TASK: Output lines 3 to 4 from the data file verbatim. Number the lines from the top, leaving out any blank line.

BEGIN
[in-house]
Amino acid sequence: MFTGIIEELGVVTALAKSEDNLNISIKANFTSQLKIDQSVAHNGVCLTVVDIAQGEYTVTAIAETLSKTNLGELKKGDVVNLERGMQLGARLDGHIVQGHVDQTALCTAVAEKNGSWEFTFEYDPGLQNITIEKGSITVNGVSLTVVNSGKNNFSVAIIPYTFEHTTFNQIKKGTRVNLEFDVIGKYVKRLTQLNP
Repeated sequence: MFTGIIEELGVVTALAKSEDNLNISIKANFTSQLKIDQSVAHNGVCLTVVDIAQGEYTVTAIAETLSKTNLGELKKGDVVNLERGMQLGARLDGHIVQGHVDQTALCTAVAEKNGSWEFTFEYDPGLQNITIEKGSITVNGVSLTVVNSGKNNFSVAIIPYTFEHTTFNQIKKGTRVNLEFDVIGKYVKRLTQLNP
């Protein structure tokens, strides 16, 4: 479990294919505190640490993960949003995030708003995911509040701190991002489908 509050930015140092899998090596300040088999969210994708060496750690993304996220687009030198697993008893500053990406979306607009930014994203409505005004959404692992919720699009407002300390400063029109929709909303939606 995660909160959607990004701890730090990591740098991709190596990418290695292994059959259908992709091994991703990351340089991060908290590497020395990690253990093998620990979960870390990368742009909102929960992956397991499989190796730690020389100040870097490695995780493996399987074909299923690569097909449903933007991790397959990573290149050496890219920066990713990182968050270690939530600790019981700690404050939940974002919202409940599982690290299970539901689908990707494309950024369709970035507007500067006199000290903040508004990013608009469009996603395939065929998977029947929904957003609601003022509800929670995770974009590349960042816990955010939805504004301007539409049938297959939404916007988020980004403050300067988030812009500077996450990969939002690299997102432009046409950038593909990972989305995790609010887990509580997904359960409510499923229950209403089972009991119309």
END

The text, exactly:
Repeated sequence: MFTGIIEELGVVTALAKSEDNLNISIKANFTSQLKIDQSVAHNGVCLTVVDIAQGEYTVTAIAETLSKTNLGELKKGDVVNLERGMQLGARLDGHIVQGHVDQTALCTAVAEKNGSWEFTFEYDPGLQNITIEKGSITVNGVSLTVVNSGKNNFSVAIIPYTFEHTTFNQIKKGTRVNLEFDVIGKYVKRLTQLNP
């Protein structure tokens, strides 16, 4: 479990294919505190640490993960949003995030708003995911509040701190991002489908 509050930015140092899998090596300040088999969210994708060496750690993304996220687009030198697993008893500053990406979306607009930014994203409505005004959404692992919720699009407002300390400063029109929709909303939606 995660909160959607990004701890730090990591740098991709190596990418290695292994059959259908992709091994991703990351340089991060908290590497020395990690253990093998620990979960870390990368742009909102929960992956397991499989190796730690020389100040870097490695995780493996399987074909299923690569097909449903933007991790397959990573290149050496890219920066990713990182968050270690939530600790019981700690404050939940974002919202409940599982690290299970539901689908990707494309950024369709970035507007500067006199000290903040508004990013608009469009996603395939065929998977029947929904957003609601003022509800929670995770974009590349960042816990955010939805504004301007539409049938297959939404916007988020980004403050300067988030812009500077996450990969939002690299997102432009046409950038593909990972989305995790609010887990509580997904359960409510499923229950209403089972009991119309």